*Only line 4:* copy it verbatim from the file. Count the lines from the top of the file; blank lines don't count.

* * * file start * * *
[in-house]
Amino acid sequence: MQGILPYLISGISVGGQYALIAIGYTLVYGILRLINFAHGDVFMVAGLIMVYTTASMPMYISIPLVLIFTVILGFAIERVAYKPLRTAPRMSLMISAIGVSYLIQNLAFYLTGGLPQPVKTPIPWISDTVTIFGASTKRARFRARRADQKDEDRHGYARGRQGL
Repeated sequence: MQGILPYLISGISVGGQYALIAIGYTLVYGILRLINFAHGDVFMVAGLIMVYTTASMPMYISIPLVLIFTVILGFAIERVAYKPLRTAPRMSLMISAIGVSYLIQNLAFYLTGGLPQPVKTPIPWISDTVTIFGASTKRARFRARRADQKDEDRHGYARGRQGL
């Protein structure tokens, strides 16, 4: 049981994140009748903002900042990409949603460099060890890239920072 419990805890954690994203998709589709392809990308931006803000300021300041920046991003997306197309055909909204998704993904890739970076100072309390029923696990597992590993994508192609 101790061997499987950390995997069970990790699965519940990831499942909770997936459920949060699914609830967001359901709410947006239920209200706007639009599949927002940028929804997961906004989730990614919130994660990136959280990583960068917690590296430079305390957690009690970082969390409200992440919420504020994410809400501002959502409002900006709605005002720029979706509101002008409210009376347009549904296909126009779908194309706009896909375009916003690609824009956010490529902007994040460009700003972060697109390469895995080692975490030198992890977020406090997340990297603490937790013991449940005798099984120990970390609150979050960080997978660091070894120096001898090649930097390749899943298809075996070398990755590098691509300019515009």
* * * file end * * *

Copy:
């Protein structure tokens, strides 16, 4: 049981994140009748903002900042990409949603460099060890890239920072 419990805890954690994203998709589709392809990308931006803000300021300041920046991003997306197309055909909204998704993904890739970076100072309390029923696990597992590993994508192609 101790061997499987950390995997069970990790699965519940990831499942909770997936459920949060699914609830967001359901709410947006239920209200706007639009599949927002940028929804997961906004989730990614919130994660990136959280990583960068917690590296430079305390957690009690970082969390409200992440919420504020994410809400501002959502409002900006709605005002720029979706509101002008409210009376347009549904296909126009779908194309706009896909375009916003690609824009956010490529902007994040460009700003972060697109390469895995080692975490030198992890977020406090997340990297603490937790013991449940005798099984120990970390609150979050960080997978660091070894120096001898090649930097390749899943298809075996070398990755590098691509300019515009």